Unconventional monetary policy—characterized by “zero interest rate policy” (ZIRP) and “quantitative easing” (QE), along with macro-prudential regulation—has increased the power of central banks in the United States, Japan, and Europe. In the new issue of Cato Journal, contributors revisit the thinking behind unconventional monetary policy and the “new monetary framework,” make the case for transparent monetary rules versus foggy discretion, and point to the distortions generated by ultra-low interest rates and preferential credit allocation.
When the Danish newspaper Jyllands-Posten published the cartoons of the prophet Muhammad in 2005, Denmark found itself at the center of a global battle about the freedom of speech. The paper’s culture editor, Flemming Rose, defended the decision to print the 12 drawings, and he quickly came to play a central part in the debate about the limitations to freedom of speech in the 21st century. In The Tyranny of Silence, Flemming Rose provides a personal account of an event that has shaped the debate about what it means to be a citizen in a democracy and how to coexist in a world that is increasingly multicultural, multireligious, and multiethnic.
The Cato Institute has released its 2015 Annual Report, which documents a dynamic year of growth and productivity. The thousands of individuals who contribute to Cato are passionate about freedom and committed to ensuring that future generations enjoy the blessings of liberty, unencumbered by an overreaching state that seeks to control their lives. This is Cato’s optimistic vision for the future, and it would be unimaginable without the Institute’s longstanding partnership with its Sponsors. We will continue our diligence and dedication to seeing this vision realized.
Featuring Benjamin Zycher, Senior Fellow, Pacific Research Institute; Stephen S. Fuller, Dwight Schar Faculty Chair and University Professor, Director, Center for Regional Analysis, George Mason University; and Stephen Moore, Editorial Board Member, Senior Economics Writer, Wall Street Journal; moderated by Christopher Preble, Vice President, Defense and Foreign Policy Studies, Cato Institute.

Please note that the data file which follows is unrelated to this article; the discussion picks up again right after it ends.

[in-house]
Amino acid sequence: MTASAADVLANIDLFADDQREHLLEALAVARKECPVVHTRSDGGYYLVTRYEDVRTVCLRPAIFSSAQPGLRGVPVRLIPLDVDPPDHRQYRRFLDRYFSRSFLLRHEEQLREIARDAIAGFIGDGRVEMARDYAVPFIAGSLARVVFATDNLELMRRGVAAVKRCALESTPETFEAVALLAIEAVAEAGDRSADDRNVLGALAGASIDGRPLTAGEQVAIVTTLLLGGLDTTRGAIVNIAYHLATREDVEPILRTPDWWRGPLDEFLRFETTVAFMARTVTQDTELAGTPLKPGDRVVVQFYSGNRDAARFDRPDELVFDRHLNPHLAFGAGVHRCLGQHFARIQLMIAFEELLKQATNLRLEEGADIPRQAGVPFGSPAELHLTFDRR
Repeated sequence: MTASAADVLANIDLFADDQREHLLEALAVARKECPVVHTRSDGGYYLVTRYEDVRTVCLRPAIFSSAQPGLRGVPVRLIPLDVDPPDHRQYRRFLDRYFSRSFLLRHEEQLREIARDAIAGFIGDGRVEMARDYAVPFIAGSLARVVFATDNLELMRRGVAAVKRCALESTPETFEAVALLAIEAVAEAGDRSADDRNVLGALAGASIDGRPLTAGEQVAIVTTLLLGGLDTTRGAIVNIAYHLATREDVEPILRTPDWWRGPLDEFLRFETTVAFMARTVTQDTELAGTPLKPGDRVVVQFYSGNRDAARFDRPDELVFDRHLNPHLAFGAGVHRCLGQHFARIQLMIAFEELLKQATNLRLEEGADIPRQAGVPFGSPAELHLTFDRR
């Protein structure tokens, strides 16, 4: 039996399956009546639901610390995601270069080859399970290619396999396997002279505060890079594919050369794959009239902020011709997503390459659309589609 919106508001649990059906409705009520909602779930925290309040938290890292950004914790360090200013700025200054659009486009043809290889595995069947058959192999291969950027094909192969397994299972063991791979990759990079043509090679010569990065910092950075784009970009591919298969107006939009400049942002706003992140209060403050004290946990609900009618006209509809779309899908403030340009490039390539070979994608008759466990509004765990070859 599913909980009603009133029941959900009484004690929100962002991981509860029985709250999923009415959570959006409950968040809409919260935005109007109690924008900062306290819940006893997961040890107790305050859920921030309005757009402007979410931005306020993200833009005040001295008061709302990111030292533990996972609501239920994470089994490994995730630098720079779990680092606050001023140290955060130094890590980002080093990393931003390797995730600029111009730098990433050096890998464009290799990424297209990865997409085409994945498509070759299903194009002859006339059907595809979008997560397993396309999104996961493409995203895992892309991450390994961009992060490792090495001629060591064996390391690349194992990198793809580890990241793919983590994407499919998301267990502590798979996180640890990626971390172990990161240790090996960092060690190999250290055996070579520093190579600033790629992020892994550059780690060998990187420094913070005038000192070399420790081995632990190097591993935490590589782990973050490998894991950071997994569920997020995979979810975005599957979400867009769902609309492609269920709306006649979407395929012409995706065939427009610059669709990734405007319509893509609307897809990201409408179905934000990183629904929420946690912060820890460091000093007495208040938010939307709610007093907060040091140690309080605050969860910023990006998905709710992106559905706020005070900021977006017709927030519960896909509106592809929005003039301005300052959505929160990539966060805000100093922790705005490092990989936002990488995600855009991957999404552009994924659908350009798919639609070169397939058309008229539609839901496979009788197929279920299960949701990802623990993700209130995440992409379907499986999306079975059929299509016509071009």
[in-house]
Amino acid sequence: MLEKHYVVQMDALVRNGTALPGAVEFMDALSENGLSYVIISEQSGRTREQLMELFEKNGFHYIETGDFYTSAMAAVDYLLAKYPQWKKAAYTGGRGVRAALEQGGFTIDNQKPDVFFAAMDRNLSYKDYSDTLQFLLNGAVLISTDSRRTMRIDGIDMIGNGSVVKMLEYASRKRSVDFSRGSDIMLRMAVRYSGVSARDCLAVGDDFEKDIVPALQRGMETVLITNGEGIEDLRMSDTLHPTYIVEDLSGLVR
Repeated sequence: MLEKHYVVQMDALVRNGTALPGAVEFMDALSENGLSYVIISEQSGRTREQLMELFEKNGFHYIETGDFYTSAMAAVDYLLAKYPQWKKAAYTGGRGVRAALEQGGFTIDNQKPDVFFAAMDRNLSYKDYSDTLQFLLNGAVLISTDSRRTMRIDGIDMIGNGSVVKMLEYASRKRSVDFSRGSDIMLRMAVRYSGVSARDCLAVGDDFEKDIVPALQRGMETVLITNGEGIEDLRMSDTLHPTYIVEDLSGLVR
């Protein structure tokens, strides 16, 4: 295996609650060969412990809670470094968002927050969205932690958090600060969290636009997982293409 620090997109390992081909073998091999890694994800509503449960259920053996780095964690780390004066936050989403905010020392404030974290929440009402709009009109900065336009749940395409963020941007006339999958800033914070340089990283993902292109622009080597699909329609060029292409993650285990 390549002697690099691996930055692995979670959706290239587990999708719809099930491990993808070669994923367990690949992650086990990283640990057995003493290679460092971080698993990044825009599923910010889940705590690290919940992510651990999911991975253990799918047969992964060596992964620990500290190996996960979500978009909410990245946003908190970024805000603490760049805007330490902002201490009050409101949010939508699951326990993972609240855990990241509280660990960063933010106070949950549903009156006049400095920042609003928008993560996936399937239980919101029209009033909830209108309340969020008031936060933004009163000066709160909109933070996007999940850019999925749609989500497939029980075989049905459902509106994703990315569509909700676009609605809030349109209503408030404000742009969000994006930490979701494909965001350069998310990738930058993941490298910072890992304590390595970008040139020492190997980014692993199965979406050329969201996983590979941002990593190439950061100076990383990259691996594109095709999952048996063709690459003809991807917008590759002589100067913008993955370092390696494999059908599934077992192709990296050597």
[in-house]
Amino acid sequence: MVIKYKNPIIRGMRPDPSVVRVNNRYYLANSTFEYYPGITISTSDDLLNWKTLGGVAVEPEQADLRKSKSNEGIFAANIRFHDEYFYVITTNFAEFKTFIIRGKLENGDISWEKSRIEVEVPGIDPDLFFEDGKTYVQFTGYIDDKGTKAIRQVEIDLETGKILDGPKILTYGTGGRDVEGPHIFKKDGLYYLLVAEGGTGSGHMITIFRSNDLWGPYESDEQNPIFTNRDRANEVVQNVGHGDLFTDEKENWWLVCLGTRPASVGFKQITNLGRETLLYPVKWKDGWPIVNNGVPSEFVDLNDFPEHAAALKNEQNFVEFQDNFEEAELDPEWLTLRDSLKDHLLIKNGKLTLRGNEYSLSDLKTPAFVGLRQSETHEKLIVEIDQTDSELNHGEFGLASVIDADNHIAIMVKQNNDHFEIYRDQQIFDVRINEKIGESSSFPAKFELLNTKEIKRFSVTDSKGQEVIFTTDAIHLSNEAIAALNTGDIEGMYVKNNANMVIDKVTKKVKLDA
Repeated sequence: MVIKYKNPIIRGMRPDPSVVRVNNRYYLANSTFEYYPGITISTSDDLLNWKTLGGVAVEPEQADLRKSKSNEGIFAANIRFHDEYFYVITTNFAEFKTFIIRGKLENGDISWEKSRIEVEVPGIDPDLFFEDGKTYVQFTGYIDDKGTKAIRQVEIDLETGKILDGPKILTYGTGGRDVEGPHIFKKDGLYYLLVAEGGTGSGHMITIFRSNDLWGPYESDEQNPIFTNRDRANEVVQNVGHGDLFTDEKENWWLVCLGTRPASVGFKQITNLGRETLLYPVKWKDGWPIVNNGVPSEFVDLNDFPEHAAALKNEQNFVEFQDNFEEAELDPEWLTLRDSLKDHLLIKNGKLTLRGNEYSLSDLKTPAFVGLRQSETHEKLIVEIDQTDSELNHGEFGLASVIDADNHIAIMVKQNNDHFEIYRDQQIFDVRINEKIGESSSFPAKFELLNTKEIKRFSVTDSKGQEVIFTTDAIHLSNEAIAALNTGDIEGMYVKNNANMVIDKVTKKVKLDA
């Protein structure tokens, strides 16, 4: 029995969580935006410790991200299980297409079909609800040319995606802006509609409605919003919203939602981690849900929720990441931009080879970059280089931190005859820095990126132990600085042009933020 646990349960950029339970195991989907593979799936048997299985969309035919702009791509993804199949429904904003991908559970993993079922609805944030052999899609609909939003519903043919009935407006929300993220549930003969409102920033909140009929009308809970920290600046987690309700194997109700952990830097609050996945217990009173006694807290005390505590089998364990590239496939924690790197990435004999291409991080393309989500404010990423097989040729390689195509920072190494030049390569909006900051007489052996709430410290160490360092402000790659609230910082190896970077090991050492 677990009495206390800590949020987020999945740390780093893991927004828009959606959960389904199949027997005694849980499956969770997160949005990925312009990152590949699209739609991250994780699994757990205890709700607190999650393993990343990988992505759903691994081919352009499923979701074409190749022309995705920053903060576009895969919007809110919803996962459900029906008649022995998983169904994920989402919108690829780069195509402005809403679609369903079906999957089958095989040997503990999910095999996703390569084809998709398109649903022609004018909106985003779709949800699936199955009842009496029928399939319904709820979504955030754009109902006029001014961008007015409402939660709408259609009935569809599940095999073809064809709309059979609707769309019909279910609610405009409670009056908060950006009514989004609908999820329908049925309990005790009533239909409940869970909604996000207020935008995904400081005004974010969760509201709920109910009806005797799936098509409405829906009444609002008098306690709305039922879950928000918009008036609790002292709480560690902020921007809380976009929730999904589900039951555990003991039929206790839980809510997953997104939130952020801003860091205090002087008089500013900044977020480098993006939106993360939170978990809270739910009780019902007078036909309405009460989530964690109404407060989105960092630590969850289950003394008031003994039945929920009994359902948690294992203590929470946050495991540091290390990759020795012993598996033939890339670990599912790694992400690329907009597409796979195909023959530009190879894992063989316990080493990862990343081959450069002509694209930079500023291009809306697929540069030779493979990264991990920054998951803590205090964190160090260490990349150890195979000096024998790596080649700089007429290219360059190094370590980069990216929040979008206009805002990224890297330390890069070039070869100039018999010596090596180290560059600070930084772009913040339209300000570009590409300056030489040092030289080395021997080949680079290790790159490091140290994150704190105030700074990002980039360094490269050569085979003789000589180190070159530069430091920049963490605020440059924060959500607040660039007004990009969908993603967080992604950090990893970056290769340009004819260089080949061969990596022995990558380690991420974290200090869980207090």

The Budget Control Act passed by Congress directs that on January 2, 2013, the Obama administration must cut the defense budget by at least $55 billion, and the same amount from domestic discretionary spending. The prospect of such reductions has led to assertions that they will damage the economy and increase unemployment. Meanwhile, many who view excessive government spending as economically counterproductive nevertheless oppose Pentagon cuts, partly in the belief that military spending is good for the economy and an important source of jobs. Others, however, claim that limiting Pentagon spending would make resources available for more productive uses in the private sector and lower the burden on the taxpayer. Is military spending different from other forms of government expenditures? Could the impending, mandatory cuts actually benefit the economy? Please join us for a spirited debate that will provide some much-needed perspective on the economic effects of military spending.